State Sovereignty, Bioethics, and Political Geographies: The Practice of Medicine Under the Khmer Rouge
Environment and Planning D: Society and Space
sovereignty, bioethics, political geography, Cambodia, medicine
This paper combines insights from political philosophy, bioethics, and political geography to examine the practice of medicine by the Khmer Rouge during the Cambodian genocide. Through a discussion of both destructive and constructive health-related policies and practices enacted by the Khmer Rouge between 1975 and 1979, this paper documents how the practice of medicine provides a broader understanding of state sovereignty and the right to live or to let die. In so doing this paper contributes to our understanding in two areas: first, to the specific geographies of the Cambodian genocide and, second, the politics surrounding the calculated management of life and death.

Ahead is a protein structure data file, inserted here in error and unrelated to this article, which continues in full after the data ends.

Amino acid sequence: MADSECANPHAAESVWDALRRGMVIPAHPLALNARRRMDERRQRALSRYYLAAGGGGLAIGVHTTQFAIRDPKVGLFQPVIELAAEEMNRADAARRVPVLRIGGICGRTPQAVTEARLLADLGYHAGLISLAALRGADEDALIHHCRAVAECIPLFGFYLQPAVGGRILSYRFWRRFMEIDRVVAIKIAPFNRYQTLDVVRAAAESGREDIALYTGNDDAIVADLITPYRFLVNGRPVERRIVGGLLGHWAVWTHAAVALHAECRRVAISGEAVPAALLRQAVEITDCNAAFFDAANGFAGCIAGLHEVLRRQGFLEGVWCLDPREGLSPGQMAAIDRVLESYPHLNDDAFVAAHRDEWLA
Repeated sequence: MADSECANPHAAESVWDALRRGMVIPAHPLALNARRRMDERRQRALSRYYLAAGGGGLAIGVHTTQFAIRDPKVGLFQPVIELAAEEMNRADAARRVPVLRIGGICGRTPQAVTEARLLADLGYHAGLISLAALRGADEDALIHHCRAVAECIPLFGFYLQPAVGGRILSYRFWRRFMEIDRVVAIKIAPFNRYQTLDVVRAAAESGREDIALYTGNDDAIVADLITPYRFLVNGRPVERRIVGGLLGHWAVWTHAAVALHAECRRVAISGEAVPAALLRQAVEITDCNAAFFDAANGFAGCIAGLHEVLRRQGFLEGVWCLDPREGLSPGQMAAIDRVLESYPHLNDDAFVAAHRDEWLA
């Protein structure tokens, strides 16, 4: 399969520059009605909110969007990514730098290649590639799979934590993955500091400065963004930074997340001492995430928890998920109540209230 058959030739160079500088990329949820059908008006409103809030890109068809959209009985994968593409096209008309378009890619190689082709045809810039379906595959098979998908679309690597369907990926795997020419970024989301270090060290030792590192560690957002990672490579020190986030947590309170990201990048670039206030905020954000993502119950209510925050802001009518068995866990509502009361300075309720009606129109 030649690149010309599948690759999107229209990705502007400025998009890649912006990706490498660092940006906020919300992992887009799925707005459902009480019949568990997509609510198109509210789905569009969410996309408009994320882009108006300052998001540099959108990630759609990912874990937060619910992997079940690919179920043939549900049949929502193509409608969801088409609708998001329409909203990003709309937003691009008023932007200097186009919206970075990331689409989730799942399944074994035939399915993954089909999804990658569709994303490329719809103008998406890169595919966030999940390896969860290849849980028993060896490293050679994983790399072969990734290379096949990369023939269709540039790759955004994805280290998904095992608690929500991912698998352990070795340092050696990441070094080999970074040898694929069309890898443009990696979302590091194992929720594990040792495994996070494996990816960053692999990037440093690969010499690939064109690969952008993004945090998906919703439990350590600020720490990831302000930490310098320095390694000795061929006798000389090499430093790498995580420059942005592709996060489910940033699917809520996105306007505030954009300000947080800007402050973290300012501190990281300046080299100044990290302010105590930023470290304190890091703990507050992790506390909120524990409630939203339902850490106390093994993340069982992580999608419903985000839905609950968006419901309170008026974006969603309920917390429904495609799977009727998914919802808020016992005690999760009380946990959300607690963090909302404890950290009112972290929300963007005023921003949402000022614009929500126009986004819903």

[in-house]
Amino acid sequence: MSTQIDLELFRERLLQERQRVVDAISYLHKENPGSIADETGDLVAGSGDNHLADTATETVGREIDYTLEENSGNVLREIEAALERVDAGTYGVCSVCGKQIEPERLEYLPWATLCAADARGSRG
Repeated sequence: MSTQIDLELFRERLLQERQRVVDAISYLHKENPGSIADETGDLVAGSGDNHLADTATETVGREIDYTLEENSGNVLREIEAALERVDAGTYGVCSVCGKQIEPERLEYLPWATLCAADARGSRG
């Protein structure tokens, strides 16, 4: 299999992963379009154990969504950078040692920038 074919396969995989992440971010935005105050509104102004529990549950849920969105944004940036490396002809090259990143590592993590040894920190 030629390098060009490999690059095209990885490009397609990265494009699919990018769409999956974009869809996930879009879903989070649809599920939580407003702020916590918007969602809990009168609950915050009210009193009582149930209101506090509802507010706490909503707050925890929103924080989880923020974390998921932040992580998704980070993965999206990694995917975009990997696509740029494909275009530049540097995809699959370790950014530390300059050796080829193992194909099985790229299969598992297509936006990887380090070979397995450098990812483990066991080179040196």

Tyner, James A. (2012). State Sovereignty, Bioethics, and Political Geographies: The Practice of Medicine Under the Khmer Rouge. Environment and Planning D: Society and Space 30, 842-860. Retrieved from https://digitalcommons.kent.edu/geogpubs/3